Speaking of Shredder, this brings me to the worst aspect of the film: The villains motivation. It really makes no sense whatsoever. It's the worst Saturday morning cartoon motivation you can think of. Maybe that was the point but come on man, do better. I don't know which one was worse The Dark Knight Rises or this (Yeah I said it and what?). William Fichtner's performance as the evil Millionaire Sachs was fine but then again I've never seen a bad performance by him. He really didn't need to exercise his acting chops. No one does honestly. It all boils down to the Turtles in action and if nothing else, it at least delivered on that front.

I'm probably going to be in the minority but the kid in me that used to watch the cartoon every day and still loves the original live action movie enjoyed it. Is it a good movie? By hollywood standards probably not. To me, it accomplishes what it sets out to do and it's incredibly entertaining. There were some genuine laughs throughout the movie and those of use that know the turtles will appreciate the nods to the cartoon intro, the script controversy and a host of other things. It never takes itself too seriously and it shouldn't. I've no doubt that the movie will be slammed by critics for being brain dead and stupid but let's just remember what the name of the movie is. TEENAGE MUTANT NINJA TURTLES.

[easyreview title= "Review of Teenage Mutant Ninja Turtles" cat1title="Terrence's Rating" cat1detail="Overall Review" cat1rating="3.0" overall= false]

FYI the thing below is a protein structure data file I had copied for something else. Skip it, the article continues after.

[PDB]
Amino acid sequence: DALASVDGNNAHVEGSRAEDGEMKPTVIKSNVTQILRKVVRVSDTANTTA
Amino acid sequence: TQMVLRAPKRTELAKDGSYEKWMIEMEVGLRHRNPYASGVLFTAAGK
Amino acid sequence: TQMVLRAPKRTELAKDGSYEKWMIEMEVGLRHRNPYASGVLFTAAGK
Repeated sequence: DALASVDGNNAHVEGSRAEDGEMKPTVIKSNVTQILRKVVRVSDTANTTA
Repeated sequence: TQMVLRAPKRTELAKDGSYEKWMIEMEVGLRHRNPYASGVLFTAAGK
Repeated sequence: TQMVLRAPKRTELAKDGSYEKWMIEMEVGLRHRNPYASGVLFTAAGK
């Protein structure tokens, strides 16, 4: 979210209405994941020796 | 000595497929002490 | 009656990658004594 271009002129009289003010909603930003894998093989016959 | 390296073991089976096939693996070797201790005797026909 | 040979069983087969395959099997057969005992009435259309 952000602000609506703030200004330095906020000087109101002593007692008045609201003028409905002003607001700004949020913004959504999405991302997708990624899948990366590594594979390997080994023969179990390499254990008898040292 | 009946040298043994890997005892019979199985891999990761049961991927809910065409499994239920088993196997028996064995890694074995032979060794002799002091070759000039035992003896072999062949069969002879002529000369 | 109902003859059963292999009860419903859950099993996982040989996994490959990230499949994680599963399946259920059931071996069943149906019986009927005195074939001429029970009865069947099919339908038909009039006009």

Review: A Million Ways to Die in the West

millionways A Million Ways To Not Be Funny And Make Me Wish I Could Look At My Phone In The Theater would have been a much more appropriate title. This is a Seth McFarlane film that he wrote. It is intended to be a comedy about the old west. The story is ok but it’s not funny. Sure I chuckled here and there but overall I was bored. If I didn’t have to write this review I would have left and found something better to do with my time… like watch Amazing Spider-Man 2 which was funnier than this movie. So I have to be honest right now. I don’t want to write this review, guys. I was excited to see this as I liked the nonsense in the trailer but after watching it I wish I hadn’t. The best part of the damn movie was the Doc Brown cameo that they spoiled in the stupid trailer. UGH! But fine, I’ll write this dumb thing so that the boss doesn’t strangle me. And don’t tell anyone he does that or he’ll get REALLY mad.